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New Alberta traffic safety rules take effect Friday

New rules aimed at keeping roadside workers safe are taking effect on Alberta roads Friday.

As of Sept. 1, Albertans in the lane closest to a vehicle with flashing lights, such as police, paramedics, tow trucks, maintenance workers or a snow plow — are required to slow down to 60 kilometres per hour or move over if they can do so safely.

If it’s not safe to move over, vehicles must slow down to 60 km/h or the posted speed limit, whichever is lower.

Only vehicles on the same side of a single-lane highway as a stopped roadside worker vehicle with its lights flashing must slow down or move over if it’s safe.

WATCH: Improving roadside worker safety: New laws coming to Alberta

Previously, only tow truck drivers and fire responders were protected under the Traffic Safety Act.

The changes were first announced on Aug. 8, when the province backtracked on promised amendments initially made in March 2022.

The law doesn’t include all lanes of traffic, which is unlike Alberta’s provincial counterparts.

Changes initially proposed would have required all lanes travelling in the same direction — and both directions on single-lane highways to slow down or move over.

However, saying the new rules would be confusing for drivers, the UCP backed away from it.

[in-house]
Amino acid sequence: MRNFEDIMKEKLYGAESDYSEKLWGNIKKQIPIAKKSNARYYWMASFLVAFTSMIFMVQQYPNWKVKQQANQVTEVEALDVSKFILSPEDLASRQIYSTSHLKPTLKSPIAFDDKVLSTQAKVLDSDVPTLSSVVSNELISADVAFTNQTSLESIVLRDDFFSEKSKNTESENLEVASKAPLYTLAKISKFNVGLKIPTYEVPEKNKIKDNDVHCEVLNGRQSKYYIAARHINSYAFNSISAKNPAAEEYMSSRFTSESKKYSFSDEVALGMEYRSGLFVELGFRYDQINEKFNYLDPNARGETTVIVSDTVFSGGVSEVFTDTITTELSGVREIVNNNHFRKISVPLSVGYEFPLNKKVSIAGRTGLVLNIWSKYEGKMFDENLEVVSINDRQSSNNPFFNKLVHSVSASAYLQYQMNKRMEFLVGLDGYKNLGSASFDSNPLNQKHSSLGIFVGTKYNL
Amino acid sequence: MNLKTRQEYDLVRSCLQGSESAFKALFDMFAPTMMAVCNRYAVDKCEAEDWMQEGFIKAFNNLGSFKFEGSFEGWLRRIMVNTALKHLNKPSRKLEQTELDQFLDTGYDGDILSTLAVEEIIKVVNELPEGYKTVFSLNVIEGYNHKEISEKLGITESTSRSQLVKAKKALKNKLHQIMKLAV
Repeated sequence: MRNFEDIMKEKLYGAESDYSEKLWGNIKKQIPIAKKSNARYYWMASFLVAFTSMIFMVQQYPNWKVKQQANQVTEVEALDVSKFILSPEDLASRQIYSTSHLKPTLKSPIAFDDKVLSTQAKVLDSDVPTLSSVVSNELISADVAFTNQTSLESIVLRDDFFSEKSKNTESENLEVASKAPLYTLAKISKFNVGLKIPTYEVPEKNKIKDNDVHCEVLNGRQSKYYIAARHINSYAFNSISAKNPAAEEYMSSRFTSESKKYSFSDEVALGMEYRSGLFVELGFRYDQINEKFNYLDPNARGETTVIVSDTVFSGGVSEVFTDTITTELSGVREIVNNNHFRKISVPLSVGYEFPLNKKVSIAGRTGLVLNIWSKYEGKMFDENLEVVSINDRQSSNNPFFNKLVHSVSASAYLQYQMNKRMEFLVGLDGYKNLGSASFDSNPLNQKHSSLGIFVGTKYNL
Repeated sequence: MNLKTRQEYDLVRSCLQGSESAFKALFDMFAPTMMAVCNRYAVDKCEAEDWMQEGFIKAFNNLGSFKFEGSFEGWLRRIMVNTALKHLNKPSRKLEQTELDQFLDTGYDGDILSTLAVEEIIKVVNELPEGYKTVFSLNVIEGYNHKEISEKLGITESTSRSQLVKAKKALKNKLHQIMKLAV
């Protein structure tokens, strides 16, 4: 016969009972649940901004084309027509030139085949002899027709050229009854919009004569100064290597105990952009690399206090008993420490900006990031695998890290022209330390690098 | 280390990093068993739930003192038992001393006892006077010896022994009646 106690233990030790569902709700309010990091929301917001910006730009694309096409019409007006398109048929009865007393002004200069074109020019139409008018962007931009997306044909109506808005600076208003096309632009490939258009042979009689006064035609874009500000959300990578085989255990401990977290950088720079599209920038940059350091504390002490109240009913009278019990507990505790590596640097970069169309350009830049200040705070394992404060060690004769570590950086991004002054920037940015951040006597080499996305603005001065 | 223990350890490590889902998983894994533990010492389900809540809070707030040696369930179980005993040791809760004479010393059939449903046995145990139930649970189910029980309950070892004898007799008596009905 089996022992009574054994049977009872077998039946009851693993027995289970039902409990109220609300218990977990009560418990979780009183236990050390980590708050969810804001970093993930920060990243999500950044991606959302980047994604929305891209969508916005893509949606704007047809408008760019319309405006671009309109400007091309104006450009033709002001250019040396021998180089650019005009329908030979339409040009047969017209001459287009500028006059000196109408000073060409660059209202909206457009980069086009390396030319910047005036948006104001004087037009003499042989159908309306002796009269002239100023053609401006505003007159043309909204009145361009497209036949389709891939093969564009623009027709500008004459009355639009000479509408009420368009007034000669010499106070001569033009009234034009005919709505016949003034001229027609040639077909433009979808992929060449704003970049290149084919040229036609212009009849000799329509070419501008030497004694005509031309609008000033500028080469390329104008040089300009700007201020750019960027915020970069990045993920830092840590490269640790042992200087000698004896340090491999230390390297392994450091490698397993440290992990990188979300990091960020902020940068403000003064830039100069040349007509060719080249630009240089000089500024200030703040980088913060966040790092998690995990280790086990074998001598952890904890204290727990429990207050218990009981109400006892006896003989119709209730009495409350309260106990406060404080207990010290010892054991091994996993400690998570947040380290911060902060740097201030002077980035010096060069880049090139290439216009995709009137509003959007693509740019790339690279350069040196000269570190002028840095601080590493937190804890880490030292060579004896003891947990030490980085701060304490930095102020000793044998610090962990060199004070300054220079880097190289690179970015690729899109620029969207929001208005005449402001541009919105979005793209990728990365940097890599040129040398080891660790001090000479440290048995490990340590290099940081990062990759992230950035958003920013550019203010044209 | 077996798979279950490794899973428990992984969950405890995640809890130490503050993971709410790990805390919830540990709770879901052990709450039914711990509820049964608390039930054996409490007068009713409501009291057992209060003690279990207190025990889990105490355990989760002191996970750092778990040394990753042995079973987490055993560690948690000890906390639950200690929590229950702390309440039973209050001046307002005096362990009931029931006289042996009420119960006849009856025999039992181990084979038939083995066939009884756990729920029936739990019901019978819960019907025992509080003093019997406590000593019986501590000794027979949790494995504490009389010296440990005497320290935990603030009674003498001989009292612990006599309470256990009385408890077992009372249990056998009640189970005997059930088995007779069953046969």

Alberta Fire Chiefs and the Alberta Motor Association have said they’re disappointed with the watered-down changes.

Read more: Alberta roadside safety amendment worse than promised: AMA 

On Friday, NDP critic for transportation and economic corridors Lorne Dach joined Don Getschel, president of the Towing and Recovery Association of Alberta and Oil Country Towing, and Health Sciences Association of Alberta (HSAA) president Mike Parker to voice their disagreement with the UCP’s decision to enact less change.

“Now, we have a situation where two highway lanes suddenly have different speed limits,” Dach said. “That’s going to actually increase the risk to roadside workers and to drivers.”

Alberta’s government says the Traffic Safety Amendment Act “strengthens safety measures to better protect all first responders and roadside workers on Alberta’s highways.”

The Alberta Fire Chiefs Association, which has also fought to see more changes happen, is meeting with the province in a few weeks.

The amendment also provides protection for snowplow operators and maintenance teams, a change the province will make traffic rules consistent which will “reduce confusion for motorists and increases highway safety.”

The penalty for not following the new law can land motorists a $243 fine and three demerits.

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